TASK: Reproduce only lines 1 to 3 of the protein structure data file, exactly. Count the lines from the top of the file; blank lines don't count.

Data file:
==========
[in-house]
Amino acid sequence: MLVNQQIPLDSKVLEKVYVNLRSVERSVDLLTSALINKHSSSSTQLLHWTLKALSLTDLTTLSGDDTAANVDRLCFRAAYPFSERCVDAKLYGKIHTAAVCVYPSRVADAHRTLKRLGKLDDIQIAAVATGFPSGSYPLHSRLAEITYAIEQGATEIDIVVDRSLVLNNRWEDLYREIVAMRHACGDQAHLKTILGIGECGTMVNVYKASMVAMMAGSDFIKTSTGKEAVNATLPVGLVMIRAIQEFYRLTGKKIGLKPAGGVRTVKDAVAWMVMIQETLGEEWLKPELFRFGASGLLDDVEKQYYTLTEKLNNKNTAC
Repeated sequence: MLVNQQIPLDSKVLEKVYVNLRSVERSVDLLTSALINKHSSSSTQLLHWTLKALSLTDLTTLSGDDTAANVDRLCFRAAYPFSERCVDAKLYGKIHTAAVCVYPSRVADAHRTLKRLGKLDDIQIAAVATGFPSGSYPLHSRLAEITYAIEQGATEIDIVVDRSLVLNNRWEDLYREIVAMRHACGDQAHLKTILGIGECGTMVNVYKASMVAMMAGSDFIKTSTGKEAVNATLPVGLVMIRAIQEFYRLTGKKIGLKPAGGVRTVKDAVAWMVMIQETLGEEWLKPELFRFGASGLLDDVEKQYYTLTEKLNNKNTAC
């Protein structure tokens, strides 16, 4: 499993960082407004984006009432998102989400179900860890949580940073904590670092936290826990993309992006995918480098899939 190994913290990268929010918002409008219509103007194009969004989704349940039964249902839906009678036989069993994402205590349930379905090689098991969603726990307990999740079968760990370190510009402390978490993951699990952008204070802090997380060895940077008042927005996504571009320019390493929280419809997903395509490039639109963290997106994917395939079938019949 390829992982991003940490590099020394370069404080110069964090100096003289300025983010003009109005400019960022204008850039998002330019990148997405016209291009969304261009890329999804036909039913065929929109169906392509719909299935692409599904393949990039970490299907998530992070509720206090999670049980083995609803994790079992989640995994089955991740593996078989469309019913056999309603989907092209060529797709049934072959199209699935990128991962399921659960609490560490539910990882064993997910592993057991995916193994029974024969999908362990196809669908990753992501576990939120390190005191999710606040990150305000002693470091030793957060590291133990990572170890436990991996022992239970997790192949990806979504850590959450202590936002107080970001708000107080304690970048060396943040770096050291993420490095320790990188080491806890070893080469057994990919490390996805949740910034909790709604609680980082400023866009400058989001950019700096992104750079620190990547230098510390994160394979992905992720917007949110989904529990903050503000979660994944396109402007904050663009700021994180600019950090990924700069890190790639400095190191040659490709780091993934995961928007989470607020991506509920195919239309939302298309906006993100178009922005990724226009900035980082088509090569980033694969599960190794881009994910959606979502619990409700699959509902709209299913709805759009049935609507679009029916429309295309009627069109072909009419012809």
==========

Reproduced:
[in-house]
Amino acid sequence: MLVNQQIPLDSKVLEKVYVNLRSVERSVDLLTSALINKHSSSSTQLLHWTLKALSLTDLTTLSGDDTAANVDRLCFRAAYPFSERCVDAKLYGKIHTAAVCVYPSRVADAHRTLKRLGKLDDIQIAAVATGFPSGSYPLHSRLAEITYAIEQGATEIDIVVDRSLVLNNRWEDLYREIVAMRHACGDQAHLKTILGIGECGTMVNVYKASMVAMMAGSDFIKTSTGKEAVNATLPVGLVMIRAIQEFYRLTGKKIGLKPAGGVRTVKDAVAWMVMIQETLGEEWLKPELFRFGASGLLDDVEKQYYTLTEKLNNKNTAC
Repeated sequence: MLVNQQIPLDSKVLEKVYVNLRSVERSVDLLTSALINKHSSSSTQLLHWTLKALSLTDLTTLSGDDTAANVDRLCFRAAYPFSERCVDAKLYGKIHTAAVCVYPSRVADAHRTLKRLGKLDDIQIAAVATGFPSGSYPLHSRLAEITYAIEQGATEIDIVVDRSLVLNNRWEDLYREIVAMRHACGDQAHLKTILGIGECGTMVNVYKASMVAMMAGSDFIKTSTGKEAVNATLPVGLVMIRAIQEFYRLTGKKIGLKPAGGVRTVKDAVAWMVMIQETLGEEWLKPELFRFGASGLLDDVEKQYYTLTEKLNNKNTAC